RedEnvelope [gave me] the opportunity to be a general manager and to learn about this new channel called the Web. I partnered with [RedEnvelope's former CEO and now chairman] Hilary Billings, who's an outstanding merchant. When I joined the company, she was seven and a half months pregnant. And four weeks after I joined, I literally was acting CEO. We had tremendous growth that first six months. For me it was great way to spread my wings.
Q: What did you find most challenging as a general manager?
A:There was more personal growth, and learning how to lead by example. When I saw one of my VPs or directors struggling with a problem, we talked conceptually about how to solve it, [but I] didn't solve it for them. People learn a lot better by doing. Kids don't learn that a stove is hot by you telling them it's hot. They learn two things when they touch the stove. One, they learn what hot is, and they learn that mommy and daddy aren't so stupid. The same is true in business. People don't learn that they have to plan further out [into the future] by me telling them that. They've got to miss a key event, and then they'll say, "Tom's right, we need to back that up a little bit."
When I started at RedEnvelope, I think I was employee No. 18. I quickly assembled strong people to head up my key functions. But even though they were experienced, they hadn't been in such a rapid growth environment. Our curve was literally vertical for the first 18 months. That was a challenge. I had to help them focus on doing the right things. Your to-do list never went away, but making sure that the right things were at the top was really important.
Q: So why did you leave RedEnvelope for Restoration?
A:It was a hard decision, [but] I took a step back and thought about my career development from a strategic standpoint. You have to do what's right for you. At RedEnvelope, I took on a general manager role at a small company, built a great team, secured quite a bit of equity financing, and positioned the business as a great brand in specialty retailing in two channels -- catalog and Web. I wanted to take that experience and bring it to Restoration Hardware to continue to move my career forward. If you look at my areas of responsibility at RedEnvelope vs. "Resto", they're almost identical, except that I dropped off merchandising and added information systems.
I also looked at the opportunity to work side by side with somebody like Gary and [Restoration founder and chairman] Stephen Gordon, who is an amazing entrepreneur. Gary was disappointed when I left Williams-Sonoma but wished me a lot of luck. Through the years, he has said, "Geez, we'd love to have you back." So when he got to Restoration Hardware, he called and said, "What do you think?"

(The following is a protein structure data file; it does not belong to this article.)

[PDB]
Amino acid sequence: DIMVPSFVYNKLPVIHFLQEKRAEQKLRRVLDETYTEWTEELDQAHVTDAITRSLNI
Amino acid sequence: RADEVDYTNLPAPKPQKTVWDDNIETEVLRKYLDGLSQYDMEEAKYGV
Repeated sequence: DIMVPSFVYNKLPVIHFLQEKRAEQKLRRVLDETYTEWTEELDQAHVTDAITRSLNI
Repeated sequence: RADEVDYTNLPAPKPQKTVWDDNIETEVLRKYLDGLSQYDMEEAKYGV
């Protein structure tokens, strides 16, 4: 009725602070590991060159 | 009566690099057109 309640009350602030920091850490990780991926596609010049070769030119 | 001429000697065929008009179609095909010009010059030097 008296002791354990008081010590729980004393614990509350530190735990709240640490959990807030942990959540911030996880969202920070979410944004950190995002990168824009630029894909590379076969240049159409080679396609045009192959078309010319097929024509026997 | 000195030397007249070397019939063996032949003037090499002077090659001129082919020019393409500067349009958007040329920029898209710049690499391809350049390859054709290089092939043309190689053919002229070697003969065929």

I also felt strongly about the team I had built at RedEnvelope. These guys and gals can take the momentum that I've created in the organization and move forward very successfully. It wasn't a case where I felt that if I walked out the door, the place was going to fall apart. That's usually the sign of a weak leader.
Q: There have been a lot of management changes at Restoration recently. What's the biggest challenge you're facing right now?
A:I'll give you the four-day answer. I think the company is dying for information, strategy, a vision. Gary and I are used to having very formal presentations about the merchandise direction, and the strategic direction of the company. I don't think [our store managers] are accustomed to that. We're used to gathering all of the associates from the corporate office every quarter and talking about the business, and keeping people informed.
Q: Restoration went through a period of rapid growth. Now it seems as if the company is on the flat side of the curve. How do you reinvigorate the business?
A:The brand is still very well positioned and strong in our target consumer's mind. I've heard from hundreds of people in the last three weeks about my appointment and I've asked them what they've bought from us. For a fair amount of them, it was some of the smaller unique items, like this fun little game called Shoot the Moon.
We want to make sure that [merchandise] is balanced with a really strong presentation of furniture and hardware. Today you might walk into our store and see a beautiful $1,400 hardwood coffee table. You might [ask our salesclerk:], "I'd love to complement that with some new window treatments. Where are yours?" We have some, but they're lightweight cotton drapery that's not at the same quality level.
I've been on the job four days, and I walked through the fall merchandise offerings with our buyers. Some of them know me from Williams-Sonoma, but others had never met me. I walked into the hardware room, and I said, "This doesn't make any sense. This is not how a customer shops for this stuff. They want to see all of the round knobs in one place, they want to see all your poles in one place." They looked at me like, 'Who the hell is this guy?'
It's a balance between aesthetic and function. We have this paint that we're doing wonderful business with [but] where are the rollers and roller trays? And why are we carrying cheap [paint] brushes? We've got to extend the same level of quality to everything we do.
Q: Can an operations guy become CEO one day?
A:Absolutely. My resume is filled with operations experience. My strengths happen to be in getting goods to stores, planning out a business, capitalizing on opportunities, reducing costs, leading people. A lot of those things are really important for the corner office as well. What I need from a personal perspective is to be as balanced externally as well.
Q: What do you mean?
A:I haven't dealt extensively with Wall Street yet. Gary [has told me] that we're going to go to analyst meetings together and that I'm going to sit on [analyst] calls. That's important for me from a career development perspective.
Q: New job, new baby on the way. Sounds like a busy summer, Tom.
A:Gary told me, "We'll get all of these life changes out of the way at once. Just think of how relaxed you're going to be in January."